The film puts its focus on Antonio Salieri’s relationship/obsession with Mozart. Salieri, the narrator of the film, is a composer who becomes jealous and infatuated with Mozart and his works. Mozart does not show much of an appreciation for Salieri’s work, but Salieri still attends all of Mozart’s performances and believes that Mozart has been blessed with a gift from God. Salieri’s obsession with Mozart increases throughout the movie. When Salieri gets a chance to see some of Mozart’s original scores he seems to have an unhealthy fixation on them. .
A plan is eventually devised by Salieri to kill Mozart and achieve more fame and fortune for himself. Disguised in a mask, Salieri goes to Mozart’s house and commissions a death requiem. The mask Salieri wears was the same mask that Mozart’s dead father used to wear. Salieri’s plan was to murder Mozart and then take credit for the Requiem. Mozart became ill while still working on the Requiem, and was under pressure to finish it because of his financial situation. Salieri came to visit Mozart and ends up helping him with the Requiem by doing the writing while Mozart sings the music to him. Mozart died shortly after his collaboration with Salieri with the Requiem still unfinished. .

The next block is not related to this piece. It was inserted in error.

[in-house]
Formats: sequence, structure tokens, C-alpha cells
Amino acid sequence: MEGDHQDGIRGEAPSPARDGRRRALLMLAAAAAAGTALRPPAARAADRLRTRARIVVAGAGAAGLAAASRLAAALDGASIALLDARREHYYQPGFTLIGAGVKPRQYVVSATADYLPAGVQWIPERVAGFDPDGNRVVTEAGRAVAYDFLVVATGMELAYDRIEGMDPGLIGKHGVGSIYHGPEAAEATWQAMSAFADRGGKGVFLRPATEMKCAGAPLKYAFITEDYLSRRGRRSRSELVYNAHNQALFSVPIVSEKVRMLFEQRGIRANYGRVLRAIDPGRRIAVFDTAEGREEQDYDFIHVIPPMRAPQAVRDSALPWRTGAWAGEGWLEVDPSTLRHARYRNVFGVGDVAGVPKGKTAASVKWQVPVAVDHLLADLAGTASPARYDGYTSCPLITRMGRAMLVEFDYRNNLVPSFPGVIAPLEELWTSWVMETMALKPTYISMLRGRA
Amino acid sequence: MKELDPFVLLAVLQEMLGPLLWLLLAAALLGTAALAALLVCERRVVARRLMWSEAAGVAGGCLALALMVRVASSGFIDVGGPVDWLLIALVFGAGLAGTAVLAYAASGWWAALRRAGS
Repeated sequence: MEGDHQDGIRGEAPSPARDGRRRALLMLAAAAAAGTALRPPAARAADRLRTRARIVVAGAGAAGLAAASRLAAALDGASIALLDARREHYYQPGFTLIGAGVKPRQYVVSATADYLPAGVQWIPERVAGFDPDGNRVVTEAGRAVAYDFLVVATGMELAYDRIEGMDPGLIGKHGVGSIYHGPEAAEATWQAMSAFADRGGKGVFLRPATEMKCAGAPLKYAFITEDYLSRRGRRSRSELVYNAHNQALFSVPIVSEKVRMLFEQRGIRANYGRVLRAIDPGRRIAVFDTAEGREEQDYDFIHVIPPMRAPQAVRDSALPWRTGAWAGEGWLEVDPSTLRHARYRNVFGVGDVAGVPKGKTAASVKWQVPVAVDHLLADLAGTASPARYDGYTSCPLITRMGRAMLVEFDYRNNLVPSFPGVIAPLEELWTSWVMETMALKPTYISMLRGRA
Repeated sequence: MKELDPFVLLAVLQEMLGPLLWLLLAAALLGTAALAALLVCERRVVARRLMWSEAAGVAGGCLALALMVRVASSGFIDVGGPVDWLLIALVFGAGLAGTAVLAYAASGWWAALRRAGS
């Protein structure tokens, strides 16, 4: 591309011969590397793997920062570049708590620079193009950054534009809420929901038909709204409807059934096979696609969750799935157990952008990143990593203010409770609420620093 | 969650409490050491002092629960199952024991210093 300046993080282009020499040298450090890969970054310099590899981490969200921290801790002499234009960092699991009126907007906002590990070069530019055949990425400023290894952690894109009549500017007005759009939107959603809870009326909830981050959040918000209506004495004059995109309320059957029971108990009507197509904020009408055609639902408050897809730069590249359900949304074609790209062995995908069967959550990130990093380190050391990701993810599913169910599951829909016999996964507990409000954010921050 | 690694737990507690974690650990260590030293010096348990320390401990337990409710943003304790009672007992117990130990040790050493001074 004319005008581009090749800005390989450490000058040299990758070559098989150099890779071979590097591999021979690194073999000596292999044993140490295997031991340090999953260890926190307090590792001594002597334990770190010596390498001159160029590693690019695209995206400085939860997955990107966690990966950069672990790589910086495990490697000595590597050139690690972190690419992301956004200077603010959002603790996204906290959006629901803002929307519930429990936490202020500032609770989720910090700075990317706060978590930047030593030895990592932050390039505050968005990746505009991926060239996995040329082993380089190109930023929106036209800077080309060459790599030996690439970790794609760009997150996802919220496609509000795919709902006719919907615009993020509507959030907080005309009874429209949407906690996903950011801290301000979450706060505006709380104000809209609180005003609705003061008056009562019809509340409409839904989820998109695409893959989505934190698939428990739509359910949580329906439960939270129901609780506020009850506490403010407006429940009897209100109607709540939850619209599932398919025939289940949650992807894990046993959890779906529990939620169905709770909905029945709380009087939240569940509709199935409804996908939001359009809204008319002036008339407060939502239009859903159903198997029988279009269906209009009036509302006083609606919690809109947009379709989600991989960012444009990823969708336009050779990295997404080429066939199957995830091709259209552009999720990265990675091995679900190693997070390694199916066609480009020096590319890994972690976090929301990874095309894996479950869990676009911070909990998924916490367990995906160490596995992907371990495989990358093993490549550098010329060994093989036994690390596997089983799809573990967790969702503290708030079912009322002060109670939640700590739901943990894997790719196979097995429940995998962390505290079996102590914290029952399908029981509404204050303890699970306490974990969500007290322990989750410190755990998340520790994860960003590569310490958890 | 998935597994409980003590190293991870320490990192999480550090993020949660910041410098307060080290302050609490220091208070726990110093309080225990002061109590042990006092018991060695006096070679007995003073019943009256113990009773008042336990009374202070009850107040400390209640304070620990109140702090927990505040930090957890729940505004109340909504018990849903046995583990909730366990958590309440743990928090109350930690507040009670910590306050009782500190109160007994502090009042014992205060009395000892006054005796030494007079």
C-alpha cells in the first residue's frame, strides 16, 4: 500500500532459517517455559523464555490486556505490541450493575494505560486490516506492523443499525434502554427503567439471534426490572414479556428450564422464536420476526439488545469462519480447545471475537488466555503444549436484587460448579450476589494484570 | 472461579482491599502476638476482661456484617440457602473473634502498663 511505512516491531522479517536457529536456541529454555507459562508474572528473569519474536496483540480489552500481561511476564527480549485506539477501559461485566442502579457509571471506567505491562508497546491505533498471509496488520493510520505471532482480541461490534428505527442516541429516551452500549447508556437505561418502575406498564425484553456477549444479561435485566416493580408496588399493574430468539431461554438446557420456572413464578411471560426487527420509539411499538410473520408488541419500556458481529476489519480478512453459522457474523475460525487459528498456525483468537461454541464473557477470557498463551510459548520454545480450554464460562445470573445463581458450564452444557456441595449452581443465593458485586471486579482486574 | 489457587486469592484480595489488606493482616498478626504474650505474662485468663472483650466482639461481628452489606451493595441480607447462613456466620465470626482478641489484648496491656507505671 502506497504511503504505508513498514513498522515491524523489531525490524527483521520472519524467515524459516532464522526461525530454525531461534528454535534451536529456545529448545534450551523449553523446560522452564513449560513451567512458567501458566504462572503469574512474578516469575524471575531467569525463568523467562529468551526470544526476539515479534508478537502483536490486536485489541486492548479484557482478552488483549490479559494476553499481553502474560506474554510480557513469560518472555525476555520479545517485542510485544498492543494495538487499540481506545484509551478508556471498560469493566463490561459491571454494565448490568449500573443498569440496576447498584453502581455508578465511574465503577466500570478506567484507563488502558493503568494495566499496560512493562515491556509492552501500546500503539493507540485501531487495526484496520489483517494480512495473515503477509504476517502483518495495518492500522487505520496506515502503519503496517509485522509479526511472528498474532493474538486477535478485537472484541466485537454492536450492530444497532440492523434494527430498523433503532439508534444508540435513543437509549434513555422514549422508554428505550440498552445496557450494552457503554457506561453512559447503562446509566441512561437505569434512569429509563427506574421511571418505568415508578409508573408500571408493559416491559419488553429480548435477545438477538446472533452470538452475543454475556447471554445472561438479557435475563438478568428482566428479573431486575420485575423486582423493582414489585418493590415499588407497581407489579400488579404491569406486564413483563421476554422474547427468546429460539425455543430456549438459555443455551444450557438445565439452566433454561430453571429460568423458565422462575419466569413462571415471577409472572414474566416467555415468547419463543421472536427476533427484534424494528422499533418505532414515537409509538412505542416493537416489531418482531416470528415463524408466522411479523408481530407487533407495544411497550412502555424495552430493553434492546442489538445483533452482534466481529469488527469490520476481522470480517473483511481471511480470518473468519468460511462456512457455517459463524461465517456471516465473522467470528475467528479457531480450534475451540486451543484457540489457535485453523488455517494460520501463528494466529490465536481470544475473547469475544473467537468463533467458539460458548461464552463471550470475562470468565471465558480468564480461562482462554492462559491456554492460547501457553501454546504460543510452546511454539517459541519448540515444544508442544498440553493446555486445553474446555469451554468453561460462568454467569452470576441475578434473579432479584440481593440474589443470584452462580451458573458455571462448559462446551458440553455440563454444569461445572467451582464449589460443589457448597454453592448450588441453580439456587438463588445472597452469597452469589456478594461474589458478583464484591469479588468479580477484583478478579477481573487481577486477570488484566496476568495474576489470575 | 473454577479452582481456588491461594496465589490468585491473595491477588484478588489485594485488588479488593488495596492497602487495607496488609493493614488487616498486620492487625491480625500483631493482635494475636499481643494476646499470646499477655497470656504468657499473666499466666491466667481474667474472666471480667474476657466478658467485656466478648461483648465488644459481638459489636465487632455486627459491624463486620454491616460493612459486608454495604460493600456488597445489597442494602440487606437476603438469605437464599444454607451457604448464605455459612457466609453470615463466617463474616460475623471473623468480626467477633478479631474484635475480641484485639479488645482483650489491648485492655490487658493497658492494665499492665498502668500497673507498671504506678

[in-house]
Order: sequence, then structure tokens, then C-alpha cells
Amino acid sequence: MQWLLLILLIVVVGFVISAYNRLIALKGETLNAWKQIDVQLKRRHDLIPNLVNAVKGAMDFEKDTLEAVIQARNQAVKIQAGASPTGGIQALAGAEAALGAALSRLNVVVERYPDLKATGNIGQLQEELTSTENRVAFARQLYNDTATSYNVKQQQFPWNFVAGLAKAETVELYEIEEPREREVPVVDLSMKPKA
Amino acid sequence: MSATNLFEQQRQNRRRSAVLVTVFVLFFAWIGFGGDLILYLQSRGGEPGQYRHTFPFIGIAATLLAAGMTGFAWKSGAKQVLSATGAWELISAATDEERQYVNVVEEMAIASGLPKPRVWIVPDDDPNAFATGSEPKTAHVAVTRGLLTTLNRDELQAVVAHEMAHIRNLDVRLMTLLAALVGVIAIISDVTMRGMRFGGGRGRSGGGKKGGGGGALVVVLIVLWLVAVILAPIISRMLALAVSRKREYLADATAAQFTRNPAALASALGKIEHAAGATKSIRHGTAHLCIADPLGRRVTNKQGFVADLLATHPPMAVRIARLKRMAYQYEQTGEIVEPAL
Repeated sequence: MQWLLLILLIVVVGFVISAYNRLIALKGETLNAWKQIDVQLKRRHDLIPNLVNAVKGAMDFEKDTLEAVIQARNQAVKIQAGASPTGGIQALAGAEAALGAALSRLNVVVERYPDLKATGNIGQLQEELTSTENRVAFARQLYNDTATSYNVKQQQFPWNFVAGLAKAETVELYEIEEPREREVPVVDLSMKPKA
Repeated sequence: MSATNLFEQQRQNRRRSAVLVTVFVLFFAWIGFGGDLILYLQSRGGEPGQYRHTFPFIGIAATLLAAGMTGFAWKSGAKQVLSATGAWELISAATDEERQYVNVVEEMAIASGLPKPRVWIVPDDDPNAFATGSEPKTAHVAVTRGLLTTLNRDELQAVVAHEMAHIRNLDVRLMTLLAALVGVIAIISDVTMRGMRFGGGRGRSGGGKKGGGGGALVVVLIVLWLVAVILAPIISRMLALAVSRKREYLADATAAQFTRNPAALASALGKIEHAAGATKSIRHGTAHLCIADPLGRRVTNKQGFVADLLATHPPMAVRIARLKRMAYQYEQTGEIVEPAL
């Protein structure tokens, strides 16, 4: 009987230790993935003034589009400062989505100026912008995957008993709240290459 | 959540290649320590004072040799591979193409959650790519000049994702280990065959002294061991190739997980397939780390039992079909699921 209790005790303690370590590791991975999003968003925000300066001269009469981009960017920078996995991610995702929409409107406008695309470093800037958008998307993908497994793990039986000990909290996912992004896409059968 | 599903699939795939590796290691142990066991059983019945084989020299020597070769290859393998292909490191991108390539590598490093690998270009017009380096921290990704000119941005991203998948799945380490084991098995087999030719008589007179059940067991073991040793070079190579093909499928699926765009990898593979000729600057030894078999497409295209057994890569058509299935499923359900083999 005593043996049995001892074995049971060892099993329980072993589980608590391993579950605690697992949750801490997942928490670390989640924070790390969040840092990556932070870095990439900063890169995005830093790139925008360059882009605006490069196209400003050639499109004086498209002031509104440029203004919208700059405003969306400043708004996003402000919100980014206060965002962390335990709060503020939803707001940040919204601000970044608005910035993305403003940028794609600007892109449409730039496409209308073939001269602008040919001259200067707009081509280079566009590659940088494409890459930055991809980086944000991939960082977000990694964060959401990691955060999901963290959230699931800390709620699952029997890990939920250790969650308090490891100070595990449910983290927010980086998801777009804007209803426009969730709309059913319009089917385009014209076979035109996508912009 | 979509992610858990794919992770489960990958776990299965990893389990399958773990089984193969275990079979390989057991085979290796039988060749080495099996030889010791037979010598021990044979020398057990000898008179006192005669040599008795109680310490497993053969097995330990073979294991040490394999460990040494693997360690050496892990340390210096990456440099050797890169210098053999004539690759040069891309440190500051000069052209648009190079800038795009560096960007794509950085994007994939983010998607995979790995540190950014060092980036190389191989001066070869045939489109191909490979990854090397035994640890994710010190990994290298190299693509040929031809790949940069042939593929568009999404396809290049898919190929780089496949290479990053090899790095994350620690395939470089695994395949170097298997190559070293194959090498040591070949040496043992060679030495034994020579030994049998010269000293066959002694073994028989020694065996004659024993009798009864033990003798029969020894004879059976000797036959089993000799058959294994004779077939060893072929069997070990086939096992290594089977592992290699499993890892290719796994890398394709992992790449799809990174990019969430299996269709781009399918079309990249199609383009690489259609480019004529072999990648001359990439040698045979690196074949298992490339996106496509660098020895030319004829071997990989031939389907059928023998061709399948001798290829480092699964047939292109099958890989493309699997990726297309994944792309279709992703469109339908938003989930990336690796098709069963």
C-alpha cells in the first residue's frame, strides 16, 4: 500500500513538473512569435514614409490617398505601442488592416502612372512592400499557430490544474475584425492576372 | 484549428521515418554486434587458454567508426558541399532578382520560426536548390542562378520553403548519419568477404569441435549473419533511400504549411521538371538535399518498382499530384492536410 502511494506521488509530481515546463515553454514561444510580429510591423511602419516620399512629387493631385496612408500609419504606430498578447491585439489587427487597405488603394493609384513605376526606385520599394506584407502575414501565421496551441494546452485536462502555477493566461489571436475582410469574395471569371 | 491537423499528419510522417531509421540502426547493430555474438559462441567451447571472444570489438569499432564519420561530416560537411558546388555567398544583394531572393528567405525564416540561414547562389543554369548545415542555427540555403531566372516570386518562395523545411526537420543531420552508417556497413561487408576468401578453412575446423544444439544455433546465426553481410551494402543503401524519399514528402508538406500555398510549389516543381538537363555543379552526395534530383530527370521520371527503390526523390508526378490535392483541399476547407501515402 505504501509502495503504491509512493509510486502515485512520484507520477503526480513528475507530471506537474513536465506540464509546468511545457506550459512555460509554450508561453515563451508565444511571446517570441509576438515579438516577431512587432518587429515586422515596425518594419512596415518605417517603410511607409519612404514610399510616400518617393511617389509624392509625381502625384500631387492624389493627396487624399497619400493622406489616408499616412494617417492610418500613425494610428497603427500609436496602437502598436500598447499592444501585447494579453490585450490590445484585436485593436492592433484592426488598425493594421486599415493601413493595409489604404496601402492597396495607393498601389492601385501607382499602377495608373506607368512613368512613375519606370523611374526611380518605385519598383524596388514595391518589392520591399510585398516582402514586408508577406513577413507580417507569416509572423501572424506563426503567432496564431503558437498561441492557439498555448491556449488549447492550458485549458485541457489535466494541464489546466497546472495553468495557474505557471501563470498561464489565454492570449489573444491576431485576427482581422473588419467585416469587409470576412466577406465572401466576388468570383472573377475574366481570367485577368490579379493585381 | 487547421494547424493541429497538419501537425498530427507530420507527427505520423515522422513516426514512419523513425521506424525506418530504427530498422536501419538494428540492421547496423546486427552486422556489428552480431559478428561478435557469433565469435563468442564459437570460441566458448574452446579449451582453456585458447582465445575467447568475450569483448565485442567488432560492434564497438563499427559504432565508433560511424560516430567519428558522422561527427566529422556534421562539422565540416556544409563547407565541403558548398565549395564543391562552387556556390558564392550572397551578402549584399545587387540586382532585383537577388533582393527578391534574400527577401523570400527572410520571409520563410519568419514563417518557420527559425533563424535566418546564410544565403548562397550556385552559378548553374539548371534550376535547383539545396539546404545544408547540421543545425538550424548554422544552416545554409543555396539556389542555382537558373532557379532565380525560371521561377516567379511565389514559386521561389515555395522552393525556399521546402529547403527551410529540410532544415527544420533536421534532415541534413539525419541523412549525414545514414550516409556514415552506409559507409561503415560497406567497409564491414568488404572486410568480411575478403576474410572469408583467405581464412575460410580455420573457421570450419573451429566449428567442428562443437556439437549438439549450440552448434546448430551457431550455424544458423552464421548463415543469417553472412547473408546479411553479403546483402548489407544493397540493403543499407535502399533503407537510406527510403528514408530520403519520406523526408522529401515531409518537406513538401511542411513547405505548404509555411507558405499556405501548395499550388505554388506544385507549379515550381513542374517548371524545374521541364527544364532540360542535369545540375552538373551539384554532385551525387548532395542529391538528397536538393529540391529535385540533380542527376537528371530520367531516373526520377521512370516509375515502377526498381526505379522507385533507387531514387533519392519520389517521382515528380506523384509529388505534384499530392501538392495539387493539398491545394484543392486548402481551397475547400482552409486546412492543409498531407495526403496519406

According to my research, the events dealing with the composition of the Requiem did not actually happen as they did in the movie. The Requiem was not commissioned by Salieri in disguise and any murder plot by Salier is just rumor. Count Walsegg-Stuppach commissioned The Requiem for his wife who had died in February of 1971. The work was commissioned in secrecy, but Mozart most likely knew that it was Walsegg because of a friend he had that lived in Walsegg’s villa in Vienna. Mozart didn’t work on the Requiem until months after it was commissioned. The Requiem was postponed while Mozart finished La clemeza di Tito and Die ZauberflA-te. On the day before Mozart died he was visited by friends that came to sing over parts of the Requiem.